• Drop the references altogether in cases where this is a possibility. If your const references don't indicate logically shared state between caller and callee (if they did this problem wouldn't occur very frequently), they were probably inserted in an attempt to avoid naive copying of complex types. Modern compilers have advanced copy ellision optimizations that make pass-by-value as efficient as pass-by-reference in most cases; see for a great explanation. Copy ellision clearly won't be performed if you're passing the values on to external library functions that might modify the temporaries, but if that were the case then you're either not passing them in as const references or deliberately casting away the const-ness in the original version. This is my preferred solution as it lets the compiler worry about copy optimization and frees me to worry about other sources of error in the code.

  • If your compiler supports rvalue references, use them. If you can at least edit the parameter types of the functions where you worry about this problem, you can define a wrapper metaclass like so:

template < typename T > class need_ref {

T & ref_;


need_ref(T &&x) { /* nothing */ }

need_ref(T &x) : ref_(x) { /* nothing */ }

operator T & () { return ref_; }


and then replace arguments of type T& with arguments of type need_ref. For example, if you define the following

class user {

int &z;


user(need_ref< int> arg) : z(arg) { /* nothing */ }


then you can safely initalize an object of type user with code of the form "int a = 1, b = 2; user ua(a);", but if you attempt to initialize as "user sum(a+b)" or "user five(5)" your compiler should generate an uninitialized reference error inside the first version of the need_ref() constructor. The technique is obviously not limited to constructors, and imposes no runtime overhead.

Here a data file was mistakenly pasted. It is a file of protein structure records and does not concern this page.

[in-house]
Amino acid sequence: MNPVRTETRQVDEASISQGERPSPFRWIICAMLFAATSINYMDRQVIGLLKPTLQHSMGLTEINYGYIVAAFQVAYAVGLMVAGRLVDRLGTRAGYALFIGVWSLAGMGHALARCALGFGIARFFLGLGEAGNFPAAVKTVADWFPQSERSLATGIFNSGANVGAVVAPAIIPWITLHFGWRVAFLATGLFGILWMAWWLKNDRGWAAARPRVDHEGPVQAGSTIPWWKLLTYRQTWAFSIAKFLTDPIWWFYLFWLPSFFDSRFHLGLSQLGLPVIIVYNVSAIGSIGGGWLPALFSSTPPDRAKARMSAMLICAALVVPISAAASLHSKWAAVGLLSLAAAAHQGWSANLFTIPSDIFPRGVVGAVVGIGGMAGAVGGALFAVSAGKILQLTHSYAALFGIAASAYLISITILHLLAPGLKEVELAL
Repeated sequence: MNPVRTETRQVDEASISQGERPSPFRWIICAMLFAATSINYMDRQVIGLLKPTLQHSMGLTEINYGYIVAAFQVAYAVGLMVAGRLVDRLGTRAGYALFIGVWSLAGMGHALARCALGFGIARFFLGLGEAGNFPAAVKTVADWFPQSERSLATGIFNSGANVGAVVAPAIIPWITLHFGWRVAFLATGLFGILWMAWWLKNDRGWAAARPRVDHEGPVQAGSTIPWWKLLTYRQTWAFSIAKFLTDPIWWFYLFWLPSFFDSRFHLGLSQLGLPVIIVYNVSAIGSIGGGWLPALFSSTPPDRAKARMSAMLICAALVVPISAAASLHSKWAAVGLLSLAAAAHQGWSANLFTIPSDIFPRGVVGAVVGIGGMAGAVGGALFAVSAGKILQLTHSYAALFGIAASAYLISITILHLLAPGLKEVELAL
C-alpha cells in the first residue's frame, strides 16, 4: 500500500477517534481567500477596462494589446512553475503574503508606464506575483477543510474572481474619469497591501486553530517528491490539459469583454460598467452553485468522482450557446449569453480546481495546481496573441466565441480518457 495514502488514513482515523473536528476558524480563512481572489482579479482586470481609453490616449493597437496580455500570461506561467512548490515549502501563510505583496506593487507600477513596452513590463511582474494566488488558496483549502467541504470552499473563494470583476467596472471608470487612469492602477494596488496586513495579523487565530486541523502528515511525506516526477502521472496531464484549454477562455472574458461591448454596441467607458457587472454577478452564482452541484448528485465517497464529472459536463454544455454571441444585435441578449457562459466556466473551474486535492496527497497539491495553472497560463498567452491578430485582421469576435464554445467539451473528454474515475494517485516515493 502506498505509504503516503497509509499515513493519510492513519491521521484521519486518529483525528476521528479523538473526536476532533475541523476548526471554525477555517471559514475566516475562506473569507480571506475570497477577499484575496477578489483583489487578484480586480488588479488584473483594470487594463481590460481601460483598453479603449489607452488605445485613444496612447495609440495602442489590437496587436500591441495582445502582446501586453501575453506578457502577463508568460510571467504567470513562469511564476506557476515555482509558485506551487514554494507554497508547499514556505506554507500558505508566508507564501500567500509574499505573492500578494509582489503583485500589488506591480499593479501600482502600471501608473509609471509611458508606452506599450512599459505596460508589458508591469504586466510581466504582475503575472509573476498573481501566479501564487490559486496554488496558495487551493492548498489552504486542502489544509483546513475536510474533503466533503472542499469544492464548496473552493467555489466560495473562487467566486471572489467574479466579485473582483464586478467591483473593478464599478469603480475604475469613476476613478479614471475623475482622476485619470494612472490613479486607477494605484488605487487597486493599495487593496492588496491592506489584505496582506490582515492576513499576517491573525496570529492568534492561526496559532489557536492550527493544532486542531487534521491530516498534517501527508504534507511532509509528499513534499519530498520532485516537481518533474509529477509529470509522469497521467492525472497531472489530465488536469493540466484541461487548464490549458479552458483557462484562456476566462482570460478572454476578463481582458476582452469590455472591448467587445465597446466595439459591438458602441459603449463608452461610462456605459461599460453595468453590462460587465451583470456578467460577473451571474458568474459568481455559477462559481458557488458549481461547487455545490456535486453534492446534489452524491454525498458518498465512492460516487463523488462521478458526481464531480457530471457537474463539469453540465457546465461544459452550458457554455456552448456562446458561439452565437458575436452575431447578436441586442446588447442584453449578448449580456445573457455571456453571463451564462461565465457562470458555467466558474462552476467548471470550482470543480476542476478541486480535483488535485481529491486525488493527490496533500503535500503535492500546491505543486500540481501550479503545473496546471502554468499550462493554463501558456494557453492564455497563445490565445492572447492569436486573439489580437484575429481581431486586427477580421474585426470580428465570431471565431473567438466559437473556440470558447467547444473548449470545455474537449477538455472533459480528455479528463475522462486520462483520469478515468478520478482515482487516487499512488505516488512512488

share|improve this answer
I can't change the library code. My question wasn't how to fix the problem (I know how). The question was how to detect the problem. A problem like this took me a number of hours to detect and a minute to fix. It's the detection I need help with, not the fix. – Clinton Dec 1 '10 at 3:53
I edited my answer to show a technique that will generate compile-time errors if you can tweak the argument types at at least one level of the call stack (e.g. the X, Y, /or/ Z constructors in your example above.) If you can't edit any code then I guess you're stuck with experimental versions of clang, as I don't know of any command-line switches that enable this sort of test in any mainstream compilers. – spillner Dec 3 '10 at 21:07

The problem here is the code

 Y(const Z& z) : z(z) {}

as the member 'z' is initialized with a reference to the formal parameter 'z'. Once the constructor returns the reference refers to an object which is no longer valid.

I don't think the compiler will or can in many cases detect such logical flaws. The fix then IMO is obviously to be aware of such classes and use them in a manner appropriate to their design. This should really be documented by the library vendor.

BTW, it is better to name the member 'Y::z' as 'Y::mz' if possible. The expression 'z(z)' is not very appealing

share|improve this answer
Chubsdad: You've just repeated what I've asked in the question here. I've already mentioned: "The fix is obviously to remove the reference from the member Z in the class Y. However, often class Y is part of a library which I have not developed (boost::fusion most recently), and in addition the situation is much more complicated than this example I've given." – Clinton Dec 1 '10 at 3:50

Your Answer


By posting your answer, you agree to the privacy policy and terms of service.

Not the answer you're looking for? Browse other questions tagged or ask your own question.